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Deer Sought for Disease Sampling

TPWD steps up monitoring after discovery of chronic wasting disease.

By Steve Lightfoot



With the recent discovery of chronic wasting disease (CWD) in two captive-deer-breeding facilities in South-Central Texas, the Texas Parks and Wildlife Department will be stepping up efforts to strategically sample hunter-harvested deer at a greater level during the 2015–16 hunting season.

Hunters are encouraged to assist with this statewide monitoring effort by voluntarily submitting samples this fall. TPWD biologists will collect samples and submit them to the Texas A&M Veterinary Diagnostic Lab at no cost to the hunter. Tissue samples from the heads of deer must be collected within 24 hours of harvest (up to 48 hours if kept chilled). It is important that the deer head not be frozen.

Since 2003, TPWD biologists have been monitoring the state’s free-ranging deer population for CWD. Using statistical sampling tables commonly used by animal disease experts, biologists set a sampling goal that would detect the disease with 95 percent confidence if at least one out of every 100 deer was infected. Thus far, biologists have collected nearly 30,000 samples from hunter-harvested deer across eight ecological regions. To date, CWD has not been found in Texas free-ranging white-tailed deer. CWD was first detected in Texas in 2012 in free-ranging mule deer in far West Texas.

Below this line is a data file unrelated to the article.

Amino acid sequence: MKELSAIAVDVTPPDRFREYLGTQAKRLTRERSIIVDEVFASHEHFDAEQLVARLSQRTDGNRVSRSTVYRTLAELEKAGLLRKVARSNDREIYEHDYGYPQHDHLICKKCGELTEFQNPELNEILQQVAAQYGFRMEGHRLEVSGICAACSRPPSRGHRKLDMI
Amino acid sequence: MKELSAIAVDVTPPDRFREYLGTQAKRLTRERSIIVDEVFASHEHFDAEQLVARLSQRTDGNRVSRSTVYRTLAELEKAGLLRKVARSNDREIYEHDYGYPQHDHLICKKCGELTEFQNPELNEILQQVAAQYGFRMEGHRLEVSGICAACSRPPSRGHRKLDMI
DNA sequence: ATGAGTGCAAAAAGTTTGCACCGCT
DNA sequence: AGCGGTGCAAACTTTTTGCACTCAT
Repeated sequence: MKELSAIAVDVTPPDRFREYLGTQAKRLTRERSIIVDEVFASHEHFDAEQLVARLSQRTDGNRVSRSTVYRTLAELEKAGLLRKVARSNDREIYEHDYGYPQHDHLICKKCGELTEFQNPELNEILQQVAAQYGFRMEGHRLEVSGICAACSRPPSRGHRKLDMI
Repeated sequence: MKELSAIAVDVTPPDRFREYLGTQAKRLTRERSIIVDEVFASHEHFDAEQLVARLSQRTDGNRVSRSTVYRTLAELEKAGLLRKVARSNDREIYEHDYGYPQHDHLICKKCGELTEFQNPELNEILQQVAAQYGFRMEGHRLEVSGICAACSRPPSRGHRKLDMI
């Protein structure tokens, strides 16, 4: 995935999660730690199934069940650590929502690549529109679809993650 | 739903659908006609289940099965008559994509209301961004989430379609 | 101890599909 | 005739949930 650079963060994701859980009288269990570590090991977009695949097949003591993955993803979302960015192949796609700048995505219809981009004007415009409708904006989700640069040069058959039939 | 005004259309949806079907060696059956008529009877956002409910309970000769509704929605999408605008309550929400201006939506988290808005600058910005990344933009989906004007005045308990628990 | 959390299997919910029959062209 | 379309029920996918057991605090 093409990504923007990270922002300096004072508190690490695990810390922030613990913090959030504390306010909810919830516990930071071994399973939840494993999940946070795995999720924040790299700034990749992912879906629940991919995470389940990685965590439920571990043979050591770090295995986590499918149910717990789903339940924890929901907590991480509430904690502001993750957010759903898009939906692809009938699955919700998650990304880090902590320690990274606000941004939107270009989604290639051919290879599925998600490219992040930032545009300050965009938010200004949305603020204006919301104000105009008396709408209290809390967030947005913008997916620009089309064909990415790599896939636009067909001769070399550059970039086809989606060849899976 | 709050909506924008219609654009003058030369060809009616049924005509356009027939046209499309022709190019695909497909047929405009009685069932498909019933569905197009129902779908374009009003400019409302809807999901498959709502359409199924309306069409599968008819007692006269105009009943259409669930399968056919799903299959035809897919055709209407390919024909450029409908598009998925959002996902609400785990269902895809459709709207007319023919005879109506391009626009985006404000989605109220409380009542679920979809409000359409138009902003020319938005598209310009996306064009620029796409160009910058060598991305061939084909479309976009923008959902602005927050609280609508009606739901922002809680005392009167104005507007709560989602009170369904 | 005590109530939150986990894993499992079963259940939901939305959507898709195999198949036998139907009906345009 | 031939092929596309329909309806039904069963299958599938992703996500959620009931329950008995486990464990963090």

The sampling strategy for the 2015–16 hunting season is being refined to target disease risk levels within the state’s 33 unique resource management units (wildlife conservation areas that TPWD uses for deer management decisions). Criteria for establishing risk levels include factors such as deer density, susceptible species importation history and proximity to a CWD-positive site.

Sampling goals will range from 60 to 433 deer for each resource management unit, depending on the assigned risk level. Achieving these goals will result in more than 7,000 samples. TPWD will also specifically target sampling efforts within a five-mile radius around the CWD index facility in Medina County to determine the prevalence and geographic extent of the disease in that specific area.

“In the wake of our increased concern about CWD, we are ramping up our sampling effort statewide,” says Mitch Lockwood, TPWD big game program director. “We will be collecting samples from deer and elk and other cervid species in every county where deer hunting occurs.”

Chronic wasting disease was first recognized in 1967 in captive mule deer in Colorado and has been documented in captive or free-ranging deer in 23 states. CWD among cervids is a progressive, fatal disease that commonly results in altered behavior as a result of microscopic changes made to the brain. An animal may carry the disease for years without any outward indication, but in the latter stages, signs may include listlessness, lowering of the head, weight loss, repetitive walking in set patterns and lack of responsiveness.

To date, there is no evidence that CWD poses a risk to humans or non-cervids, but as a precaution, health organizations recommend that people not consume meat from infected animals.

Hunters wishing to submit samples can go online to find their local TPWD biologists, listed by county at tpwd.texas.gov/biologist. TPWD anticipates test results could take three to four weeks to process.

More information about CWD, including safe carcass handling tips and precautions, can be found online at tpwd.texas.gov/CWD.

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